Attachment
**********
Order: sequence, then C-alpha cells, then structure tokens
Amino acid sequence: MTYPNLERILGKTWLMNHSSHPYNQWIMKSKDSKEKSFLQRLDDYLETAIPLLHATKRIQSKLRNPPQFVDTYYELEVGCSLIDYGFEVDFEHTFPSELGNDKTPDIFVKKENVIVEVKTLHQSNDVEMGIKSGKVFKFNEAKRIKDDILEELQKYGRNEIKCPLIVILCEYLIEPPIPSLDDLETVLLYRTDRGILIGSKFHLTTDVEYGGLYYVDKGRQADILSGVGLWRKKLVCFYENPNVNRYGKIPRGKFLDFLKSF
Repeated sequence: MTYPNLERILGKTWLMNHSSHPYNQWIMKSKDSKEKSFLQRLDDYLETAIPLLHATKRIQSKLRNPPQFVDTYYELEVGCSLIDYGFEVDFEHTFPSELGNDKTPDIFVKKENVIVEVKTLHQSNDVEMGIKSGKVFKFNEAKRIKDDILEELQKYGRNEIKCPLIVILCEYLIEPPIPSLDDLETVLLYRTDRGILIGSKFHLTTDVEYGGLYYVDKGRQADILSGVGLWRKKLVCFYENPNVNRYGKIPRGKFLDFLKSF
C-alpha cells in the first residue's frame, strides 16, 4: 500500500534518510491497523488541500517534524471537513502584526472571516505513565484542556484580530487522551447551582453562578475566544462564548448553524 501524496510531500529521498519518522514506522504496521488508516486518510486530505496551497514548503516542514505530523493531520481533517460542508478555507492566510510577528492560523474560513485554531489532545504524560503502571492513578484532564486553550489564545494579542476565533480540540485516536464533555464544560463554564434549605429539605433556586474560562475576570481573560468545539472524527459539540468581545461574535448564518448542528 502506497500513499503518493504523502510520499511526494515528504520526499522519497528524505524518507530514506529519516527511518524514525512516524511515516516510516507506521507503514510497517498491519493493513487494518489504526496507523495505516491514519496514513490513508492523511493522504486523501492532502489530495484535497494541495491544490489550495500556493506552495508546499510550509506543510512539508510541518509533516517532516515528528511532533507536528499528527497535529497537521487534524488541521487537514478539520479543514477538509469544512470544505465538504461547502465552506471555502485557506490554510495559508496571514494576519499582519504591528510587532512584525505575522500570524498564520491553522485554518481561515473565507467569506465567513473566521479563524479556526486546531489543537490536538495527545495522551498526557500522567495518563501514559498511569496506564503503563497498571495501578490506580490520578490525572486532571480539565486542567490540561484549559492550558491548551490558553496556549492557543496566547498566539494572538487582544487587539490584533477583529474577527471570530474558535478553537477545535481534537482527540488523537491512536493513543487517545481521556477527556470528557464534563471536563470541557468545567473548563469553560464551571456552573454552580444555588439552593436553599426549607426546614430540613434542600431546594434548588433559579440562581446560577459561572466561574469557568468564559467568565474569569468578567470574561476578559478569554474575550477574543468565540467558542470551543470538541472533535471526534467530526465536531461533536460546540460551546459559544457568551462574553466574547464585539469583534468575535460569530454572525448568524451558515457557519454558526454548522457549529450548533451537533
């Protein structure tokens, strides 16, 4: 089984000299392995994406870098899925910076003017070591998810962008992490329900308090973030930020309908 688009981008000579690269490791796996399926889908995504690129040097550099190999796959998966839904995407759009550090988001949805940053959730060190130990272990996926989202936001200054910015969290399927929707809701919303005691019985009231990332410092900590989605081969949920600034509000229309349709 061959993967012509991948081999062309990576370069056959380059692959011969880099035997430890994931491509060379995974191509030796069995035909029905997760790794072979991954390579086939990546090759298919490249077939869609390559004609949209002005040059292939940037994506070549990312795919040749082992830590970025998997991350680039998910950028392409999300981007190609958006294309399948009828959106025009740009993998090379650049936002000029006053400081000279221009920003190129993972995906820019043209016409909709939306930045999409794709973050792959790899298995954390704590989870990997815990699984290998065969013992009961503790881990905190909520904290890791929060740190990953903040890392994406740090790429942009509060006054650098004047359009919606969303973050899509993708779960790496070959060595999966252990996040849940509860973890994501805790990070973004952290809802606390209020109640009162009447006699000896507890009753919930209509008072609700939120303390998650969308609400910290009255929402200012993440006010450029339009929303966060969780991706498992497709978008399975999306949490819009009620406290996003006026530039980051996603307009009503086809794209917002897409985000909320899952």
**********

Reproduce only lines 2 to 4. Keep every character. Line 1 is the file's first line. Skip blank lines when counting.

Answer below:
Amino acid sequence: MTYPNLERILGKTWLMNHSSHPYNQWIMKSKDSKEKSFLQRLDDYLETAIPLLHATKRIQSKLRNPPQFVDTYYELEVGCSLIDYGFEVDFEHTFPSELGNDKTPDIFVKKENVIVEVKTLHQSNDVEMGIKSGKVFKFNEAKRIKDDILEELQKYGRNEIKCPLIVILCEYLIEPPIPSLDDLETVLLYRTDRGILIGSKFHLTTDVEYGGLYYVDKGRQADILSGVGLWRKKLVCFYENPNVNRYGKIPRGKFLDFLKSF
Repeated sequence: MTYPNLERILGKTWLMNHSSHPYNQWIMKSKDSKEKSFLQRLDDYLETAIPLLHATKRIQSKLRNPPQFVDTYYELEVGCSLIDYGFEVDFEHTFPSELGNDKTPDIFVKKENVIVEVKTLHQSNDVEMGIKSGKVFKFNEAKRIKDDILEELQKYGRNEIKCPLIVILCEYLIEPPIPSLDDLETVLLYRTDRGILIGSKFHLTTDVEYGGLYYVDKGRQADILSGVGLWRKKLVCFYENPNVNRYGKIPRGKFLDFLKSF
C-alpha cells in the first residue's frame, strides 16, 4: 500500500534518510491497523488541500517534524471537513502584526472571516505513565484542556484580530487522551447551582453562578475566544462564548448553524 501524496510531500529521498519518522514506522504496521488508516486518510486530505496551497514548503516542514505530523493531520481533517460542508478555507492566510510577528492560523474560513485554531489532545504524560503502571492513578484532564486553550489564545494579542476565533480540540485516536464533555464544560463554564434549605429539605433556586474560562475576570481573560468545539472524527459539540468581545461574535448564518448542528 502506497500513499503518493504523502510520499511526494515528504520526499522519497528524505524518507530514506529519516527511518524514525512516524511515516516510516507506521507503514510497517498491519493493513487494518489504526496507523495505516491514519496514513490513508492523511493522504486523501492532502489530495484535497494541495491544490489550495500556493506552495508546499510550509506543510512539508510541518509533516517532516515528528511532533507536528499528527497535529497537521487534524488541521487537514478539520479543514477538509469544512470544505465538504461547502465552506471555502485557506490554510495559508496571514494576519499582519504591528510587532512584525505575522500570524498564520491553522485554518481561515473565507467569506465567513473566521479563524479556526486546531489543537490536538495527545495522551498526557500522567495518563501514559498511569496506564503503563497498571495501578490506580490520578490525572486532571480539565486542567490540561484549559492550558491548551490558553496556549492557543496566547498566539494572538487582544487587539490584533477583529474577527471570530474558535478553537477545535481534537482527540488523537491512536493513543487517545481521556477527556470528557464534563471536563470541557468545567473548563469553560464551571456552573454552580444555588439552593436553599426549607426546614430540613434542600431546594434548588433559579440562581446560577459561572466561574469557568468564559467568565474569569468578567470574561476578559478569554474575550477574543468565540467558542470551543470538541472533535471526534467530526465536531461533536460546540460551546459559544457568551462574553466574547464585539469583534468575535460569530454572525448568524451558515457557519454558526454548522457549529450548533451537533